Most lenders don’t want you to take out a loan that will overload your ability to repay. By John Adams

As you think about applying for a home loan, you need to consider your personal finances. How much you earn versus how much you owe will likely determine how much a lender will allow you to borrow.

First, determine your gross monthly income. This will include any regular and recurring income that you can document. Unfortunately, if you can’t document the income or it doesn’t show up on your tax return, then you can’t use it to qualify for a loan. However, you can use unearned sources of income such as alimony or lottery payoffs. And if you own income-producing assets such as real estate or stocks, the income from those can be estimated and used in this calculation. If you have questions about your specific situation, any good loan officer can review the rules.

Next, calculate your monthly debt load. This includes all monthly debt obligations like credit cards, installment loans, car loans, personal debts or any other ongoing monthly obligation like alimony or child support. If it is revolving debt like a credit card, use the minimum monthly payment for this calculation. If it is installment debt, use the current monthly payment to calculate your debt load. And you don’t have to consider a debt at all if it is scheduled to be paid off in less than six months. Add all this up and it is a figure we’ll call your monthly debt service.

In a nutshell, most lenders don’t want you to take out a loan that will overload your ability to repay everybody you owe. Although every lender has slightly different formulas, here is a rough idea of how they look at the numbers.

Typically, your monthly housing expense, including monthly payments for taxes and insurance, should not exceed about 28% of your gross monthly income. If you don’t know what your tax and insurance expense will be, you can estimate that about 15% of your payment will go toward this expense. The remainder can be used for principal and interest repayment.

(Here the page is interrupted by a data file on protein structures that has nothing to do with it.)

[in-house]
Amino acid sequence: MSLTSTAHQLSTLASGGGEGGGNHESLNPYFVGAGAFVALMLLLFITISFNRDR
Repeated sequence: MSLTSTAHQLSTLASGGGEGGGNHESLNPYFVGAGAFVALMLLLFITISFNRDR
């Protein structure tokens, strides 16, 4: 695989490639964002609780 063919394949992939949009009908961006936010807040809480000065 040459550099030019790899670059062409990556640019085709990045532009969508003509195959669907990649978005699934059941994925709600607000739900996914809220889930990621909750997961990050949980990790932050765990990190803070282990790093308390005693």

In addition, your proposed monthly housing expense and your total monthly debt service combined cannot exceed about 36% of your gross monthly income. If it does, your application may exceed the lender’s underwriting guidelines and your loan may not be approved.

Depending on your individual situation, there may be more or less flexibility in the 28% and 36% guidelines. For example, if you are able to buy the home while borrowing less than 80% of the home’s value by making a large cash down payment, the qualifying ratios become less critical. Likewise, if Bill Gates or a rich uncle is willing to consign on the loan with you, lenders will be much less focused on the guidelines discussed here.

Remember that there are hundreds of loan programs available in today’s lending market and every one of them has different guidelines. So don’t be discouraged if your dream home seems out of reach.

In addition, there are a number of factors within your control which affect your monthly payment. For example, you might choose to apply for an adjustable rate loan which has a lower initial payment than a fixed rate program. Likewise, a larger down payment has the effect of lowering your projected monthly payment.

Just plan on contacting and investigating a number of lenders to find a loan program that meets your needs.

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